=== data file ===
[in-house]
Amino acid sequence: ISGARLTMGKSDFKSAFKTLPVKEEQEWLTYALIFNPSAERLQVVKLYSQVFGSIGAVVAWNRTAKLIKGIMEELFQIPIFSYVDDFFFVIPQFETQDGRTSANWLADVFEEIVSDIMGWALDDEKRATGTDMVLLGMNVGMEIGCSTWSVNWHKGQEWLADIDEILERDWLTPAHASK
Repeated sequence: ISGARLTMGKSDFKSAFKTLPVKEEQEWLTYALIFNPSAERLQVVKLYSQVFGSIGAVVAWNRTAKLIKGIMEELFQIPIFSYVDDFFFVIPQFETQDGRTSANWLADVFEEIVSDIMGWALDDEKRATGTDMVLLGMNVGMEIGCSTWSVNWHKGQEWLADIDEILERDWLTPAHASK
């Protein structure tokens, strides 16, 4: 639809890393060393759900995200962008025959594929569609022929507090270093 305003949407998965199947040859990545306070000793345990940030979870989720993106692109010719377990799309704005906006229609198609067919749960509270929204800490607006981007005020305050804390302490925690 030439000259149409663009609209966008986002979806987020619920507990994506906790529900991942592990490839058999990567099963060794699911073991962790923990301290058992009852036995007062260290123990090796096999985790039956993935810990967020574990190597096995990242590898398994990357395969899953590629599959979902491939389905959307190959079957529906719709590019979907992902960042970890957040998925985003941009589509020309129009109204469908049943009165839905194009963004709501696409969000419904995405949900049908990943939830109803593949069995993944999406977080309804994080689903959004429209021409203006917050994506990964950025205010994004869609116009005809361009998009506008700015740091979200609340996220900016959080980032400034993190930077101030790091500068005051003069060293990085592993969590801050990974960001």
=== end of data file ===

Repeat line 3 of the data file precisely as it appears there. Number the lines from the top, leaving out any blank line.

Repeated sequence: ISGARLTMGKSDFKSAFKTLPVKEEQEWLTYALIFNPSAERLQVVKLYSQVFGSIGAVVAWNRTAKLIKGIMEELFQIPIFSYVDDFFFVIPQFETQDGRTSANWLADVFEEIVSDIMGWALDDEKRATGTDMVLLGMNVGMEIGCSTWSVNWHKGQEWLADIDEILERDWLTPAHASK